Click to read about the best places to eat on campus, freshman packing tips, and how to keep in touch with friends.

New albums end out March on a high note

Courtney Barnett: ‘Sometimes I Sit…’

Australian indie rocker Courtney Barnett has been garnering respect from many esteemed media outlets for her first full-length album “Sometimes I Sit and Think, and Sometimes I Just Sit.” 

The 27-year-old’s talent is multifaceted. The music she makes is beyond pleasing to the ear — her lyrics are some of the most raw, intelligent and fascinating to have come out of the indie scene in a while. 

Her first single, “Pedestrian at Best,” has the solid, garage- punk edge with an intense peek inside the head of an introverted 20-something woman. “Put me on a pedestal and I’ll only disappoint you/tell me I’m exceptional, I promise to exploit you/give me all your money and I’ll make some origami, honey/I think you’re a joke but I don’t find you very funny.” 

The rest of the album promises to be just as interesting and intellectual. With recent appearances at SXSW and on “The Ellen DeGeneres Show,” Barnett will soon be widely known and celebrated for her intense artistry.

“Sometimes I Sit and Think, and Sometimes I Just Sit” is out Tuesday.


Death Cab for Cutie: ‘Kintsugi’

Death Cab For Cutie has been making albums since its first EP in 1997. 

After gaining some mainstream fame with the unprecedented 2004 album “Transatlanticism,” the Ben Gibbard-fronted group has been evolving its sound to mirror the members’ changing lives. 

The group received criticism for its 2011 album “Codes and Keys” and has gone on record saying this album will be its way of making peace with the fans and critics who disapproved.

The band named its newest release “Kintsugi” based on a Japanese style of art that entails the breaking of ceramic pieces and stitching the fractured pieces back together with gold. This is the last album with producer and founding member Chris Walla, who announced in the middle of the recording process that he would be leaving the band. He did stay to finish the record, however. In the album’s first single, “Black Sun,” Gibbard returns to writing about Los Angeles, the song containing similarities to tracks in the band’s album, “The Photo Album.” He sings, “There is whisky in the water/and there is death upon the vine/and there is grace within forgiveness/but it’s so hard for me to find.”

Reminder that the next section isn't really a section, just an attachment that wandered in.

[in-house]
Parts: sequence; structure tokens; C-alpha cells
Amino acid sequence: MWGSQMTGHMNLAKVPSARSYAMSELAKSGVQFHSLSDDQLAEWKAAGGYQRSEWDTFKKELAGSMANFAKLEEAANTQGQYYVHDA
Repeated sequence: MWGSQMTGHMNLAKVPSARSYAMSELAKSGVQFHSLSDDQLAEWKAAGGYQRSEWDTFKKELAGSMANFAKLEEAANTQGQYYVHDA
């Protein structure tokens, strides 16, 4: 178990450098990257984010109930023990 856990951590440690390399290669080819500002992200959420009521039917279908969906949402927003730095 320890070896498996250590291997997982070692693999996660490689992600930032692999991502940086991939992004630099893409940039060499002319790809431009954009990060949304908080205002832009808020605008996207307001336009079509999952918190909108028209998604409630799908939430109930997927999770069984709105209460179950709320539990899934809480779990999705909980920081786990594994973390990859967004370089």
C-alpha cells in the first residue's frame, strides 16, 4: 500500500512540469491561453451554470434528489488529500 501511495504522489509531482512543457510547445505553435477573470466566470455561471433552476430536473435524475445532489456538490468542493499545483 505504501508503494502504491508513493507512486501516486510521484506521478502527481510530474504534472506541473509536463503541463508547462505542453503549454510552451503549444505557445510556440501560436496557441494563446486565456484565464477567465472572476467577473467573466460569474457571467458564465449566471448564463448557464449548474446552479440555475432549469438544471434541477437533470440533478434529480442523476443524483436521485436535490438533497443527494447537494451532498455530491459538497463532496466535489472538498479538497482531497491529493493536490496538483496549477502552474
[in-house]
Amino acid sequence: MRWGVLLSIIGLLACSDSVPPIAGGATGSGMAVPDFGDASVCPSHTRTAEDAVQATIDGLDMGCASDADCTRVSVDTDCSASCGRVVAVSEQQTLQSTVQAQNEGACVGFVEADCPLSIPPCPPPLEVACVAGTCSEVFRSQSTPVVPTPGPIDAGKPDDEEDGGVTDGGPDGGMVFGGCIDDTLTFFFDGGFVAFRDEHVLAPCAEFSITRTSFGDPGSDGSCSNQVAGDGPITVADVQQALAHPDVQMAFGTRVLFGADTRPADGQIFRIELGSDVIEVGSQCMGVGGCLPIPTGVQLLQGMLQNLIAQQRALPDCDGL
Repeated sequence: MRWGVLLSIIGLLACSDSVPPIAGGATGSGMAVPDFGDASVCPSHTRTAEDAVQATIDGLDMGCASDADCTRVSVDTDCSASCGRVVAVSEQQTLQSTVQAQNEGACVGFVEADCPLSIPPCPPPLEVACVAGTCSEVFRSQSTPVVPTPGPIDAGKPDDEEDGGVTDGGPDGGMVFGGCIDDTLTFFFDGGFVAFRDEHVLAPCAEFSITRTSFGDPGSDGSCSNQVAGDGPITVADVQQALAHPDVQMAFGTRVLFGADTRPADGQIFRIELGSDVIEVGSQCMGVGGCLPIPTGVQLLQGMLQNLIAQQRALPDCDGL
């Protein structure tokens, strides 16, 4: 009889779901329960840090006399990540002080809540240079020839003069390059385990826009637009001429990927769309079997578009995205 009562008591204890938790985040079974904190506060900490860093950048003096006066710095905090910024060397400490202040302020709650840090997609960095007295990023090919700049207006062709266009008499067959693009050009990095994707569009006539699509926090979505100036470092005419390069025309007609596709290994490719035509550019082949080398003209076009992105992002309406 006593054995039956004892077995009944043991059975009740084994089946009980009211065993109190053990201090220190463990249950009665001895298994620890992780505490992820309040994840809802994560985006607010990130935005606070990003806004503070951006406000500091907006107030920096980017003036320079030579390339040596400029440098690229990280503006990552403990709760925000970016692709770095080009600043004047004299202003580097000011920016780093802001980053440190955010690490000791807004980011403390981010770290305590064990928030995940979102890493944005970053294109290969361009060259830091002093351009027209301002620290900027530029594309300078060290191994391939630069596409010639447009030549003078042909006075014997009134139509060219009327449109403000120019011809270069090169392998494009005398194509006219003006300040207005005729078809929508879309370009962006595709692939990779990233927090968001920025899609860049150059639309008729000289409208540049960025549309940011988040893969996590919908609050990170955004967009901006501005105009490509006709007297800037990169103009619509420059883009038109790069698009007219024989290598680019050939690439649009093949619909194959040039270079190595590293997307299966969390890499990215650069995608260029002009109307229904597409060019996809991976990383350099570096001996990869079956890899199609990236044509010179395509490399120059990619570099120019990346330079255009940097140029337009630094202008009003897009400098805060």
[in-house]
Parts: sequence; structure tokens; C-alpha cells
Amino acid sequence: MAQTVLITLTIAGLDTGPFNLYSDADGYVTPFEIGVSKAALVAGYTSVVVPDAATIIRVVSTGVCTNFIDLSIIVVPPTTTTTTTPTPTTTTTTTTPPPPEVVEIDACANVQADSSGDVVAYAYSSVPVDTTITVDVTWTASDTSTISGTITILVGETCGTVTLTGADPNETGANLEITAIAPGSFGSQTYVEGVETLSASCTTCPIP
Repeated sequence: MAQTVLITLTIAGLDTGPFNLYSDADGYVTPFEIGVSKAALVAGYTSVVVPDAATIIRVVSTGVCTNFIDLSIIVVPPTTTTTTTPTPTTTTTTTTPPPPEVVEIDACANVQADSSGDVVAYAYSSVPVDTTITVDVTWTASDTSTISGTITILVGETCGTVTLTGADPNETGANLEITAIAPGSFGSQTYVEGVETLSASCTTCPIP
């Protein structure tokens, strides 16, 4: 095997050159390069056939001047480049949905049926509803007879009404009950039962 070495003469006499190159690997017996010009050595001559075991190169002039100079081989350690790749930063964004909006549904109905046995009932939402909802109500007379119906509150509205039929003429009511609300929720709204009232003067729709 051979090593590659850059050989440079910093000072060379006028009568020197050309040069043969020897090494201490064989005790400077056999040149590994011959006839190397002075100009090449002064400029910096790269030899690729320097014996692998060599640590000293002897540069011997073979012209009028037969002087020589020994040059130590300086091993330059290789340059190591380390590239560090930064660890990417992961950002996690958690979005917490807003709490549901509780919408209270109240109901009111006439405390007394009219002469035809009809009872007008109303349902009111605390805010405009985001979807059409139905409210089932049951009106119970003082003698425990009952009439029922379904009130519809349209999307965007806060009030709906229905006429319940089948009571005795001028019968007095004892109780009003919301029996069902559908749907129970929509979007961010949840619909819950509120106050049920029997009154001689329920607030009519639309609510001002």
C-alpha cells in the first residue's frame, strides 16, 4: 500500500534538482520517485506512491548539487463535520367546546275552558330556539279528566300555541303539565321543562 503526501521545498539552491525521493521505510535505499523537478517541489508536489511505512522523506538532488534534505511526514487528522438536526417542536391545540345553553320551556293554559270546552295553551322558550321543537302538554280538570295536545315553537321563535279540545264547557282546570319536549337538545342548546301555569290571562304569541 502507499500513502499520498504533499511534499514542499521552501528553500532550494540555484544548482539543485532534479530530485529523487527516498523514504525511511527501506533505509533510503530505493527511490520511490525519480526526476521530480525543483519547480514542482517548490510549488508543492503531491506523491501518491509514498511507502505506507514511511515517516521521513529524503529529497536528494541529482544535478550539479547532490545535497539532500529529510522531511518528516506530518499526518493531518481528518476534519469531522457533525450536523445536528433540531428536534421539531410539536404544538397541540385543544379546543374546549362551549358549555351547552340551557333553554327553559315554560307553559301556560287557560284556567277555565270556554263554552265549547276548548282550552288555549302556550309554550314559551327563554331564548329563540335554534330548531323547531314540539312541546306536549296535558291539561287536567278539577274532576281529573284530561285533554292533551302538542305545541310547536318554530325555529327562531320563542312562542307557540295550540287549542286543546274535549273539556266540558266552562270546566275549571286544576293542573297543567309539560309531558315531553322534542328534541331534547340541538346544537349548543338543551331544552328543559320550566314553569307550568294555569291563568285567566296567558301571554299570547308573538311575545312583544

With growth occurring in each of the member’s lives and within the band itself, “Kintsugi” is bound to satisfy listeners both melodically and lyrically. 

“Kintsugi” is out March 31.

Passion Pit: ‘Kindred’

Passion Pit has always been a band that can put a smile on most listeners’ faces on first contact. With such danceable hits such as “Sleepyhead” and “Take a Walk,” the group, fronted by Michael Angelakos, seems like a no-nonsense, fun and ethereal band. But its newest album “Kindred” — while still sounding like the electro indie pop fans know and love — delves deeper lyrically and shows the mental anguish that has plagued Angelakos for years.

Angelakos was diagnosed with bipolar disorder a few years ago, and it has had effects on the band and its sound. While working through his own suffering, he was forced to reschedule tours and let fans know what he was going through. Instead of hiding his disease, Angelakos chose to use it to fuel the band’s newest music. 

The first single, “Lifted Up (1985),” off the upcoming album stays true to the band’s fun and free sound while exploring a deeper side. “Oh well, how many years has it been now?/How many days went to waste?/Now the rain and the thunder are clashing/the sun’s got a smile ‘cross the face/oh, but yeah I’m so tired/I fight so hard and come back beaten/beacon, burn through it brightly/it soared through a sliver of space.”

Passion Pit will be playing at Big Guava Music Festival on May 8. “Kindred” is out April 21.